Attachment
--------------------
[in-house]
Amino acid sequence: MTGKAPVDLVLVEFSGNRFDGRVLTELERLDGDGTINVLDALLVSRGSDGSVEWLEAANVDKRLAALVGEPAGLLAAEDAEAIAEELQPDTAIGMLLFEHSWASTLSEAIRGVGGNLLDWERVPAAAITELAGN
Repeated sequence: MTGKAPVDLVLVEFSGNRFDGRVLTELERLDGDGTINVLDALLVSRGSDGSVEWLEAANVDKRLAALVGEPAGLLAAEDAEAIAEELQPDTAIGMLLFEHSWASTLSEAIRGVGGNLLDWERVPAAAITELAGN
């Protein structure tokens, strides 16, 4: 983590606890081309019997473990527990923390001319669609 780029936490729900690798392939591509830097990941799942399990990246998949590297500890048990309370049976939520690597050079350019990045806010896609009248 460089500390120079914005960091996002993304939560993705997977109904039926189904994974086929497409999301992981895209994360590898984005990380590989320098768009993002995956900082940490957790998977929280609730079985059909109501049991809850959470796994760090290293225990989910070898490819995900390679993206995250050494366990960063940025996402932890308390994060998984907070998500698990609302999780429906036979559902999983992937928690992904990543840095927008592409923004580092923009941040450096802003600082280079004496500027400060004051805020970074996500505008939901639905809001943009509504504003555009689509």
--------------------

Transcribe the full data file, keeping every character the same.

[in-house]
Amino acid sequence: MTGKAPVDLVLVEFSGNRFDGRVLTELERLDGDGTINVLDALLVSRGSDGSVEWLEAANVDKRLAALVGEPAGLLAAEDAEAIAEELQPDTAIGMLLFEHSWASTLSEAIRGVGGNLLDWERVPAAAITELAGN
Repeated sequence: MTGKAPVDLVLVEFSGNRFDGRVLTELERLDGDGTINVLDALLVSRGSDGSVEWLEAANVDKRLAALVGEPAGLLAAEDAEAIAEELQPDTAIGMLLFEHSWASTLSEAIRGVGGNLLDWERVPAAAITELAGN
């Protein structure tokens, strides 16, 4: 983590606890081309019997473990527990923390001319669609 780029936490729900690798392939591509830097990941799942399990990246998949590297500890048990309370049976939520690597050079350019990045806010896609009248 460089500390120079914005960091996002993304939560993705997977109904039926189904994974086929497409999301992981895209994360590898984005990380590989320098768009993002995956900082940490957790998977929280609730079985059909109501049991809850959470796994760090290293225990989910070898490819995900390679993206995250050494366990960063940025996402932890308390994060998984907070998500698990609302999780429906036979559902999983992937928690992904990543840095927008592409923004580092923009941040450096802003600082280079004496500027400060004051805020970074996500505008939901639905809001943009509504504003555009689509």